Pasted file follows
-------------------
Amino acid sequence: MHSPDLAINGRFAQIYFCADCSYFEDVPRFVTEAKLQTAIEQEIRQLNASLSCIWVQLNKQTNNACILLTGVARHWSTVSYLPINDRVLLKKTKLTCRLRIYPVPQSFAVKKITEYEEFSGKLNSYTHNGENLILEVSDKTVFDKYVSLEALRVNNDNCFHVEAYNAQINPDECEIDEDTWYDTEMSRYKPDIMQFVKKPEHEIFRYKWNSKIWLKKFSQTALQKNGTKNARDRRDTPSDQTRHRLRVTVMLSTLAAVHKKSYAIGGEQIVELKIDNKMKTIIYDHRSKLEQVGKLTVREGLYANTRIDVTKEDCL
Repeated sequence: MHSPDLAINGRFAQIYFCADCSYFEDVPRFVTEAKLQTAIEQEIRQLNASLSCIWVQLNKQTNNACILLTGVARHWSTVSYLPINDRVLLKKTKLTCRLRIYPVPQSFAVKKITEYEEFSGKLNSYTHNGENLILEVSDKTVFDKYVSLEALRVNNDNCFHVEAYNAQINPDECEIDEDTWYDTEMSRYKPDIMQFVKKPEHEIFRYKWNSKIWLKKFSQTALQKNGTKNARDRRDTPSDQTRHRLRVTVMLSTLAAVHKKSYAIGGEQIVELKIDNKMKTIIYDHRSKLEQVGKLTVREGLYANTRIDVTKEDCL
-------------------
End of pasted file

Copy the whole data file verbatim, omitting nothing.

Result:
Amino acid sequence: MHSPDLAINGRFAQIYFCADCSYFEDVPRFVTEAKLQTAIEQEIRQLNASLSCIWVQLNKQTNNACILLTGVARHWSTVSYLPINDRVLLKKTKLTCRLRIYPVPQSFAVKKITEYEEFSGKLNSYTHNGENLILEVSDKTVFDKYVSLEALRVNNDNCFHVEAYNAQINPDECEIDEDTWYDTEMSRYKPDIMQFVKKPEHEIFRYKWNSKIWLKKFSQTALQKNGTKNARDRRDTPSDQTRHRLRVTVMLSTLAAVHKKSYAIGGEQIVELKIDNKMKTIIYDHRSKLEQVGKLTVREGLYANTRIDVTKEDCL
Repeated sequence: MHSPDLAINGRFAQIYFCADCSYFEDVPRFVTEAKLQTAIEQEIRQLNASLSCIWVQLNKQTNNACILLTGVARHWSTVSYLPINDRVLLKKTKLTCRLRIYPVPQSFAVKKITEYEEFSGKLNSYTHNGENLILEVSDKTVFDKYVSLEALRVNNDNCFHVEAYNAQINPDECEIDEDTWYDTEMSRYKPDIMQFVKKPEHEIFRYKWNSKIWLKKFSQTALQKNGTKNARDRRDTPSDQTRHRLRVTVMLSTLAAVHKKSYAIGGEQIVELKIDNKMKTIIYDHRSKLEQVGKLTVREGLYANTRIDVTKEDCL